As makers of systems monitoring software for the IBM i platform, the team at CCSS supports a healthy cross-section of the economy. Whether it is trucking companies, finance and insurance providers, hospitals, or the food industry, organizations in any industry rely on the i for processing and storing their most important data. It’s a platform that allows them to offer their customers, internal and external, the highest degrees of service availability.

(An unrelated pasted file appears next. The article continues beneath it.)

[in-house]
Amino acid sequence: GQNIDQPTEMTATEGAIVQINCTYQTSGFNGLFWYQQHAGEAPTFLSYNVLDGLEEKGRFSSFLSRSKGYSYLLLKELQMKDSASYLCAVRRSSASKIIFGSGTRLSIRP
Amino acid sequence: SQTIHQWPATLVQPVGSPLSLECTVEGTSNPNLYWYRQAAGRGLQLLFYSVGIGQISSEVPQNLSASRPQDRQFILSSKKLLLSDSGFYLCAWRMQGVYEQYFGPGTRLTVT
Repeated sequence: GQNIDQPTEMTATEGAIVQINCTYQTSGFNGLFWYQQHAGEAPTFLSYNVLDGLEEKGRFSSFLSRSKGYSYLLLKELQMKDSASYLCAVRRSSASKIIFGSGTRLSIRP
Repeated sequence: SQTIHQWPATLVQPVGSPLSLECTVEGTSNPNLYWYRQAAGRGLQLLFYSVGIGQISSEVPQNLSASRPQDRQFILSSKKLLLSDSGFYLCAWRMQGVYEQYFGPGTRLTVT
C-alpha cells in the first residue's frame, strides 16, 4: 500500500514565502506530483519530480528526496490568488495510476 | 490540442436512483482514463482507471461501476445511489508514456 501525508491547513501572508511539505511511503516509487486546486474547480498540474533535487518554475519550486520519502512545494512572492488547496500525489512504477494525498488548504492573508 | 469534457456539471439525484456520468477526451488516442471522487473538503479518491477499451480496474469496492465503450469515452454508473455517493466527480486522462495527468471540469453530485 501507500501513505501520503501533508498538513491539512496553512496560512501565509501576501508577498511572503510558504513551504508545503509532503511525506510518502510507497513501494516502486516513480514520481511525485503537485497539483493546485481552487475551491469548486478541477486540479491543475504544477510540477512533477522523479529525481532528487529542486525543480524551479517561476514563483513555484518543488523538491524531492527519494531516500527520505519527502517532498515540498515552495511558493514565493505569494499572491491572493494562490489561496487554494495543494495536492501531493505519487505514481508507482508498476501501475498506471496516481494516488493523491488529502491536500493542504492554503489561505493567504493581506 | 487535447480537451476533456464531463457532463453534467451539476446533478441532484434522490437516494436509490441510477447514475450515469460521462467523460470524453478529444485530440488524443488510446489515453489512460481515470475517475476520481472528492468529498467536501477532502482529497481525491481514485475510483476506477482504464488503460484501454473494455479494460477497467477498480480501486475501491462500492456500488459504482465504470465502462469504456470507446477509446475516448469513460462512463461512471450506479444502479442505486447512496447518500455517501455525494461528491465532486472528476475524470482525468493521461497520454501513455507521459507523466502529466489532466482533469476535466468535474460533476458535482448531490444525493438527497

Over the past decade, CCSS has been fortunate to gain a growing number of customers in the gaming and hospitality industry or, as it is more widely known, casinos. If you’re not part of that industry, be aware that the majority of them have completely based their business around IBM i. You may be surprised. At first glance it may seem an odd pairing—after all, the whole notion of casinos as glamorous, showy, spectacularly designed places seems to be such a stark contrast to the down-to-earth, “let’s get the work done”, “humming quietly in the data center”, un-rock-star image of IBM i.
But don’t let looks deceive you! Below the surface, they are the perfect pair.